“Everything will be done in Oilers colours,” Hunt, 28, told Sun Media yesterday, adding that their post-ceremony reception will follow at an MTS Centre restaurant.
“And our seating plan is done like an Oilers sort-of ice rink, with everyone at a player’s table—so they’ll sit at the Raffi Torres table, or with Steve Staios or whoever’s table they have been put at.”
via TSN Breaking News,
New York Islanders forward Chris Simon has been suspended indefinitely for slashing New York Rangers forward Ryan Hellweg in the face
more… I am sure a hearing will soon be taking place to determine the length of the suspension.
added 1:00pm, via Bloomberg,
“Supplementary discipline will be assessed’’ when NHL officials meet with the 13-year veteran before the team plays its next game tomorrow, at home against the Washington Capitals, NHL spokesman Frank Brown said in an e-mail.
added 1:38pm, from Eric Duhatschek of the Globe and Mail,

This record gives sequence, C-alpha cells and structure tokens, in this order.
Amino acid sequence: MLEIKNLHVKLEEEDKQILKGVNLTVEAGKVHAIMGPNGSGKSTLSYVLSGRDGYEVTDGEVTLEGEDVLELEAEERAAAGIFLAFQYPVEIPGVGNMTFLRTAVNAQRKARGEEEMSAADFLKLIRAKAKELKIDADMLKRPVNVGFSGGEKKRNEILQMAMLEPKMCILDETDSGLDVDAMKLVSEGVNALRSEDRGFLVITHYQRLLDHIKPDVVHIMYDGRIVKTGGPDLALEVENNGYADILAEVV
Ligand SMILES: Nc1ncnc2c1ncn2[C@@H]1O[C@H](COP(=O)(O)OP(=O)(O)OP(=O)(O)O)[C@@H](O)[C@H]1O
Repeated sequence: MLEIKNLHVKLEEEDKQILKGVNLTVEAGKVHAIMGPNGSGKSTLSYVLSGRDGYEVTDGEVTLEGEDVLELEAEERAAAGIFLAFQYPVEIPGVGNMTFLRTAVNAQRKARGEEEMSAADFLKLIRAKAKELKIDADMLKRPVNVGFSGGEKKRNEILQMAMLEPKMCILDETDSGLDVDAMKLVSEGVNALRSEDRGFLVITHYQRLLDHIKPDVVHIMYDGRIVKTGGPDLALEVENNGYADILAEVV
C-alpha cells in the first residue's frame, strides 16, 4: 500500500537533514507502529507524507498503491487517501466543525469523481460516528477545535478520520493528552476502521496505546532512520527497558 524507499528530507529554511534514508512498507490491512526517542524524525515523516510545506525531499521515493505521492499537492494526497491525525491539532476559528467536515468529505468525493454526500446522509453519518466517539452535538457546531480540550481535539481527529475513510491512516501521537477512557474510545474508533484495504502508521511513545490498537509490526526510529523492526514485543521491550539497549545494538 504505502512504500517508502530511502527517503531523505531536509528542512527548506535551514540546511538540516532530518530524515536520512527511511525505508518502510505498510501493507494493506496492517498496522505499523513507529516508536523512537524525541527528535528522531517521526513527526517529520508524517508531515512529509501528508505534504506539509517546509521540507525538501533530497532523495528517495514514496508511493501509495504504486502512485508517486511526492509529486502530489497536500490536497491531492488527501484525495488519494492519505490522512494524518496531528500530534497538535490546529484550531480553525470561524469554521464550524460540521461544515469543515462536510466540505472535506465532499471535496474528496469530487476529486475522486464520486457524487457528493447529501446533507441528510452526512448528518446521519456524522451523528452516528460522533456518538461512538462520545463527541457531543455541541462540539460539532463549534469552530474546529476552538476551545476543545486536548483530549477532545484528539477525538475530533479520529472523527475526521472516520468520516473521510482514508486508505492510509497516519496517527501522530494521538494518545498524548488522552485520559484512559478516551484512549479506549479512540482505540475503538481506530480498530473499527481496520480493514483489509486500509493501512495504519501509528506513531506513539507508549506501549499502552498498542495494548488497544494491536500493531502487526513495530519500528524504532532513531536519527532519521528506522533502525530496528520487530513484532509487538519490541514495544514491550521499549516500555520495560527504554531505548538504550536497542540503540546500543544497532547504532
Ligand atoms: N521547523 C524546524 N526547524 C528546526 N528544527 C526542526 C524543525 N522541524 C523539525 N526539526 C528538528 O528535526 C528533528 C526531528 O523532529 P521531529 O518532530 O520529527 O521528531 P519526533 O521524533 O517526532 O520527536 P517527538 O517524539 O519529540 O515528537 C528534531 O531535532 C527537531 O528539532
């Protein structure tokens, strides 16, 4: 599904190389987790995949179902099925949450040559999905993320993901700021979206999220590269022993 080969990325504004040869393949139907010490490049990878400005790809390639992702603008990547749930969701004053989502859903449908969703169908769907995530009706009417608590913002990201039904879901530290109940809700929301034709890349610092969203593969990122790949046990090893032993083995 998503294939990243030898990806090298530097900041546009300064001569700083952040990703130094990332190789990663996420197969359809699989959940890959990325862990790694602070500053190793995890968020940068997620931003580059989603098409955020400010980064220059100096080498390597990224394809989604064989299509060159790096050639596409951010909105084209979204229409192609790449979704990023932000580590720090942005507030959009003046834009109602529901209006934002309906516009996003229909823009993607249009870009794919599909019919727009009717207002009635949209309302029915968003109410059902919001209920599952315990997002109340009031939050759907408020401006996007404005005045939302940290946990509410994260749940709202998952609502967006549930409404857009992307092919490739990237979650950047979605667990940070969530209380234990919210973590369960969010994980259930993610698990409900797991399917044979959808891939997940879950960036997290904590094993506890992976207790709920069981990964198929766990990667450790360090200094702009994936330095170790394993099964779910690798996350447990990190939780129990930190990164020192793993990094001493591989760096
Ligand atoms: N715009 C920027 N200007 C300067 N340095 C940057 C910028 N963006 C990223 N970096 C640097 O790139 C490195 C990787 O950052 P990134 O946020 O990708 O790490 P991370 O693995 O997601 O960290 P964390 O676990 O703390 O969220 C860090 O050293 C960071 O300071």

Campbell, the NHL’s chief disciplinarian, spent Friday, trying to schedule a face-to-face meeting with Simon to review the play, either in New York or Toronto.
The suspicion is that Simon would receive a significant penalty, perhaps in the 12-to-15-game range, for the attack.
added 3:22pm, from WCBS,
A stick-swinging hit by New York Islanders forward Chris Simon during an NHL game against the New York Rangers is being reviewed for possible criminal prosecution.
A spokesman for Nassau County District Attorney Kathleen Rice said today that prosecutors are going to review the tape.
added 4:16pm, via Newday, Hearing is Saturday and Simon suffered a concussion from the hit by Hollweg.
from Terry Frei at ESPN,